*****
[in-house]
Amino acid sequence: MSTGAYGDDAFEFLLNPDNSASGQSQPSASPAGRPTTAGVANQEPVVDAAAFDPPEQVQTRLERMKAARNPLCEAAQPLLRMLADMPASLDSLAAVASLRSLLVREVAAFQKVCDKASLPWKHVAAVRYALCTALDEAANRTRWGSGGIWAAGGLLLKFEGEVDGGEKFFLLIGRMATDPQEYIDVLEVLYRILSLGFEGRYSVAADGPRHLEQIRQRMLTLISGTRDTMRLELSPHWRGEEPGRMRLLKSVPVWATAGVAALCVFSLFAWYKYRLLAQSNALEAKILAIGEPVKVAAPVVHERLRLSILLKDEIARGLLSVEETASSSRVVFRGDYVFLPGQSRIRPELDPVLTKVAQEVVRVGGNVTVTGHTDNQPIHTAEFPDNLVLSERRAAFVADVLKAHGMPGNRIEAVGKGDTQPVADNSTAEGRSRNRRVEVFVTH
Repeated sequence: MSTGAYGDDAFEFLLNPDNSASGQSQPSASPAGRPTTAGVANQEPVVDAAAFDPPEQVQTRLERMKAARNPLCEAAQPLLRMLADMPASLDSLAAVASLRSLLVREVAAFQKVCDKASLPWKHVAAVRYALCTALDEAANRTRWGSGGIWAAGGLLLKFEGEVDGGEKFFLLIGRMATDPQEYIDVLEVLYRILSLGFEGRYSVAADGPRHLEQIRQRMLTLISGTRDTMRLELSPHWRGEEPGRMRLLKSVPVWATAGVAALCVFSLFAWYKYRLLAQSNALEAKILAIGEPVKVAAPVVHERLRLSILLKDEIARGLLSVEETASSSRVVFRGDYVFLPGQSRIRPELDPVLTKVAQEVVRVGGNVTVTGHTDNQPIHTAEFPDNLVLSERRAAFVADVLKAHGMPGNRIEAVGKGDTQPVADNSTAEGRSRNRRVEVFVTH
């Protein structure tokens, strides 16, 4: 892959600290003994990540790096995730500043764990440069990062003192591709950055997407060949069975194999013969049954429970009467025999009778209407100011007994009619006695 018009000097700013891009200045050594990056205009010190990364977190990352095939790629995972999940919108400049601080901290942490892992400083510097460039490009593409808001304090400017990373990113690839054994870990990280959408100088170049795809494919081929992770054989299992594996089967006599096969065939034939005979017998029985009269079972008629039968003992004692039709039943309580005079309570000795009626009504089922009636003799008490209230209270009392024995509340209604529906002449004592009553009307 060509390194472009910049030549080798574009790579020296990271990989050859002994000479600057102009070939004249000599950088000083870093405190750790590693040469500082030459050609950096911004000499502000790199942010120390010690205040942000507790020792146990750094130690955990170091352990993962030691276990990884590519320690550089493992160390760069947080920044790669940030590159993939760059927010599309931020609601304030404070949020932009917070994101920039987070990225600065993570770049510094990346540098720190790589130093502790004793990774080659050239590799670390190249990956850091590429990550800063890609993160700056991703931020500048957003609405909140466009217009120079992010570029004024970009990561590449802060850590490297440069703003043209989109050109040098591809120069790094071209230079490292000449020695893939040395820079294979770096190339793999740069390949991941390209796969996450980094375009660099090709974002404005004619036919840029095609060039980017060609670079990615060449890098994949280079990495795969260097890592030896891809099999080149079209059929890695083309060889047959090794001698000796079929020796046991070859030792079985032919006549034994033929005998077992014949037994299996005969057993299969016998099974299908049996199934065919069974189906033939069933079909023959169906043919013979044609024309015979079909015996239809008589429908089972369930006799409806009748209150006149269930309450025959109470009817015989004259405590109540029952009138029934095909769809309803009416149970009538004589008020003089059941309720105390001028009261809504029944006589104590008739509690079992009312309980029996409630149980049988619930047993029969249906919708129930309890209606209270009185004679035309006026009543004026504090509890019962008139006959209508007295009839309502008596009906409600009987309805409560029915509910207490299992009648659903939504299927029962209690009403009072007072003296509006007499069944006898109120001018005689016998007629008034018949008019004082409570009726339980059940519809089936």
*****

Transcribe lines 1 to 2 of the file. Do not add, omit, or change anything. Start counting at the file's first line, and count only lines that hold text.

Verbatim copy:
[in-house]
Amino acid sequence: MSTGAYGDDAFEFLLNPDNSASGQSQPSASPAGRPTTAGVANQEPVVDAAAFDPPEQVQTRLERMKAARNPLCEAAQPLLRMLADMPASLDSLAAVASLRSLLVREVAAFQKVCDKASLPWKHVAAVRYALCTALDEAANRTRWGSGGIWAAGGLLLKFEGEVDGGEKFFLLIGRMATDPQEYIDVLEVLYRILSLGFEGRYSVAADGPRHLEQIRQRMLTLISGTRDTMRLELSPHWRGEEPGRMRLLKSVPVWATAGVAALCVFSLFAWYKYRLLAQSNALEAKILAIGEPVKVAAPVVHERLRLSILLKDEIARGLLSVEETASSSRVVFRGDYVFLPGQSRIRPELDPVLTKVAQEVVRVGGNVTVTGHTDNQPIHTAEFPDNLVLSERRAAFVADVLKAHGMPGNRIEAVGKGDTQPVADNSTAEGRSRNRRVEVFVTH